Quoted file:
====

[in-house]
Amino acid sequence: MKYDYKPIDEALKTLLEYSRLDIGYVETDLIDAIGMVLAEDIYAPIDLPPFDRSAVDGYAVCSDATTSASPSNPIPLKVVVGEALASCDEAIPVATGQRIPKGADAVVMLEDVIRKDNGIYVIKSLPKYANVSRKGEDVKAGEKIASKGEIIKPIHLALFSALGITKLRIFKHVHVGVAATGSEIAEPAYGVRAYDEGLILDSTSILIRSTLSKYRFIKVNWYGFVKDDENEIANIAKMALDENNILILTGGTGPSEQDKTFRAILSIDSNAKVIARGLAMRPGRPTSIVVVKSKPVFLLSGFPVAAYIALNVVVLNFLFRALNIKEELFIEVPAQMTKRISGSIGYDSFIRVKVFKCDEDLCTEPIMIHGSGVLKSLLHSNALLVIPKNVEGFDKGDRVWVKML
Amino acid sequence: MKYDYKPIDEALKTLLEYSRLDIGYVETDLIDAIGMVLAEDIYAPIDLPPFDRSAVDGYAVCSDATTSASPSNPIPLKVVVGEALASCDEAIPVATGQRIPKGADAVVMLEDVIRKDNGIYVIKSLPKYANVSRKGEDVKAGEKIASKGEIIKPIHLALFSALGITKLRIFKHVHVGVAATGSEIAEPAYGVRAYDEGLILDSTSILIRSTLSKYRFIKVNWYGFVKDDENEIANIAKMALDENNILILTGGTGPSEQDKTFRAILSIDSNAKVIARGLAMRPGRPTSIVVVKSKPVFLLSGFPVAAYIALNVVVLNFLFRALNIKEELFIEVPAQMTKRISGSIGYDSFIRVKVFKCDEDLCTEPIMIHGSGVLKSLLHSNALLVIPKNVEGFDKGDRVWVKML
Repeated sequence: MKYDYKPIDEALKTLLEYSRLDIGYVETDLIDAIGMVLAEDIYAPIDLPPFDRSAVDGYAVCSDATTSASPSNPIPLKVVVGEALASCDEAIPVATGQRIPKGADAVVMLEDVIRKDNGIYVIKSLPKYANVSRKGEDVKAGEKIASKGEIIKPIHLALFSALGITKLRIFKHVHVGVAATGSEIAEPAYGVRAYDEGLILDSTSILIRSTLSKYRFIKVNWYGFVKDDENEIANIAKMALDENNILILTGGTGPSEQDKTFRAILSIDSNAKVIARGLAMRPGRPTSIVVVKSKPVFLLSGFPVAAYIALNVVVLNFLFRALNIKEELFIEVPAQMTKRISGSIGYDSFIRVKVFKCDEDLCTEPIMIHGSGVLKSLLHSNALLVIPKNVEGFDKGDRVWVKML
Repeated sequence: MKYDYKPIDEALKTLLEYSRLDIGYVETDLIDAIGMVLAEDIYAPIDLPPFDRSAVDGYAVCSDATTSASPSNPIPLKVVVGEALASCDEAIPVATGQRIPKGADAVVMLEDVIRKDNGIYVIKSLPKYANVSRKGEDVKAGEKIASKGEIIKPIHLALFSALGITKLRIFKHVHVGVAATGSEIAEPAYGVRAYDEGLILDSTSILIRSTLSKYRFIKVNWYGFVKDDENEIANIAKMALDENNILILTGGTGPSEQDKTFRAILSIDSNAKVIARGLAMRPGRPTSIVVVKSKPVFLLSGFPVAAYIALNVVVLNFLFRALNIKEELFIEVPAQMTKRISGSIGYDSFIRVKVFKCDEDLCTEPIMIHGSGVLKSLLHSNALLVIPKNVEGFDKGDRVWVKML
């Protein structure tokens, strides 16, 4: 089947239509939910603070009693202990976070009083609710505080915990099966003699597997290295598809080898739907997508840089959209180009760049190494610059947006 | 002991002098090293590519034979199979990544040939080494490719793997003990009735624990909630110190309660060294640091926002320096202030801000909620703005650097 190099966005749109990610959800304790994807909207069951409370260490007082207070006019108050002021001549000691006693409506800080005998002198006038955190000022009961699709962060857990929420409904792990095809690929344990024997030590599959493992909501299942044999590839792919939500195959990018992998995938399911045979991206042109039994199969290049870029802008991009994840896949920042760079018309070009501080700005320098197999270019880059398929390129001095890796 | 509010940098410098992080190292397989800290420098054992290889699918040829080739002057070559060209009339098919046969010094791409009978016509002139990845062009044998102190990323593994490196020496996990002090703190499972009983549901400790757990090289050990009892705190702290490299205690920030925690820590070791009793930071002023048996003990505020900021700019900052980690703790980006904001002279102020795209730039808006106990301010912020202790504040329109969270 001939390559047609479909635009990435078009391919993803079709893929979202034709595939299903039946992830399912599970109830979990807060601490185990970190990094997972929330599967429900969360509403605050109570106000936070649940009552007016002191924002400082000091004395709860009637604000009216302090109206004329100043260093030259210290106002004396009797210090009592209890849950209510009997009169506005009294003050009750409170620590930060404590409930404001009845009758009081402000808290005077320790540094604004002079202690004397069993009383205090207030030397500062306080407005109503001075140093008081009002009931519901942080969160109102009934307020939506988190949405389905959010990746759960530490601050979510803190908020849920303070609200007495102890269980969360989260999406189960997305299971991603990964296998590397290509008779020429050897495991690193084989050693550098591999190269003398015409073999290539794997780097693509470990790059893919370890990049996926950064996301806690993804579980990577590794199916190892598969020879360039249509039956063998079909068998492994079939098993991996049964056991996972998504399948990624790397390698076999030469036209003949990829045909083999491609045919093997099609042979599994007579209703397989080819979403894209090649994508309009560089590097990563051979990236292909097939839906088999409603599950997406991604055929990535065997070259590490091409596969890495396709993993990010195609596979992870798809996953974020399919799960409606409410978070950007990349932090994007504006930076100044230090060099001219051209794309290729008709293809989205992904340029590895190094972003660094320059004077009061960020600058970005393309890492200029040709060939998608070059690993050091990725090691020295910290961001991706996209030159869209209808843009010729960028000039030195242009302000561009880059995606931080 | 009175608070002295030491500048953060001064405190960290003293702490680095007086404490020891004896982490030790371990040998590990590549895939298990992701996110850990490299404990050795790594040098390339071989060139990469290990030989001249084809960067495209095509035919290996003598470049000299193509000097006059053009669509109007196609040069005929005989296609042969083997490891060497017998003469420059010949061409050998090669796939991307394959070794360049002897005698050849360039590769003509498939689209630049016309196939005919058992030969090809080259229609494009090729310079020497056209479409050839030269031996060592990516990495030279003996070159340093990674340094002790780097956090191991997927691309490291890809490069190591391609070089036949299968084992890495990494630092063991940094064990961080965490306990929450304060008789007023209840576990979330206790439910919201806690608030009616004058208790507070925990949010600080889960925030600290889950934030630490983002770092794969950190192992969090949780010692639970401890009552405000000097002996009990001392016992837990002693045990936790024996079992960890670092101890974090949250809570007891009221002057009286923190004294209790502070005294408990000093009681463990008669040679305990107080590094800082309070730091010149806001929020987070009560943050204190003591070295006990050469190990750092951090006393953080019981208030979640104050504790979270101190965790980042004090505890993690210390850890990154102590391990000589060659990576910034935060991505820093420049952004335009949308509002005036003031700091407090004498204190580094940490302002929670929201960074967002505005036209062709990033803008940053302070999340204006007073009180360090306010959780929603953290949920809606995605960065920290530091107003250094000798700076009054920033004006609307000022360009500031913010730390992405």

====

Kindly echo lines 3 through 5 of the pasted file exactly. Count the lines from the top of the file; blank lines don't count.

Amino acid sequence: MKYDYKPIDEALKTLLEYSRLDIGYVETDLIDAIGMVLAEDIYAPIDLPPFDRSAVDGYAVCSDATTSASPSNPIPLKVVVGEALASCDEAIPVATGQRIPKGADAVVMLEDVIRKDNGIYVIKSLPKYANVSRKGEDVKAGEKIASKGEIIKPIHLALFSALGITKLRIFKHVHVGVAATGSEIAEPAYGVRAYDEGLILDSTSILIRSTLSKYRFIKVNWYGFVKDDENEIANIAKMALDENNILILTGGTGPSEQDKTFRAILSIDSNAKVIARGLAMRPGRPTSIVVVKSKPVFLLSGFPVAAYIALNVVVLNFLFRALNIKEELFIEVPAQMTKRISGSIGYDSFIRVKVFKCDEDLCTEPIMIHGSGVLKSLLHSNALLVIPKNVEGFDKGDRVWVKML
Repeated sequence: MKYDYKPIDEALKTLLEYSRLDIGYVETDLIDAIGMVLAEDIYAPIDLPPFDRSAVDGYAVCSDATTSASPSNPIPLKVVVGEALASCDEAIPVATGQRIPKGADAVVMLEDVIRKDNGIYVIKSLPKYANVSRKGEDVKAGEKIASKGEIIKPIHLALFSALGITKLRIFKHVHVGVAATGSEIAEPAYGVRAYDEGLILDSTSILIRSTLSKYRFIKVNWYGFVKDDENEIANIAKMALDENNILILTGGTGPSEQDKTFRAILSIDSNAKVIARGLAMRPGRPTSIVVVKSKPVFLLSGFPVAAYIALNVVVLNFLFRALNIKEELFIEVPAQMTKRISGSIGYDSFIRVKVFKCDEDLCTEPIMIHGSGVLKSLLHSNALLVIPKNVEGFDKGDRVWVKML
Repeated sequence: MKYDYKPIDEALKTLLEYSRLDIGYVETDLIDAIGMVLAEDIYAPIDLPPFDRSAVDGYAVCSDATTSASPSNPIPLKVVVGEALASCDEAIPVATGQRIPKGADAVVMLEDVIRKDNGIYVIKSLPKYANVSRKGEDVKAGEKIASKGEIIKPIHLALFSALGITKLRIFKHVHVGVAATGSEIAEPAYGVRAYDEGLILDSTSILIRSTLSKYRFIKVNWYGFVKDDENEIANIAKMALDENNILILTGGTGPSEQDKTFRAILSIDSNAKVIARGLAMRPGRPTSIVVVKSKPVFLLSGFPVAAYIALNVVVLNFLFRALNIKEELFIEVPAQMTKRISGSIGYDSFIRVKVFKCDEDLCTEPIMIHGSGVLKSLLHSNALLVIPKNVEGFDKGDRVWVKML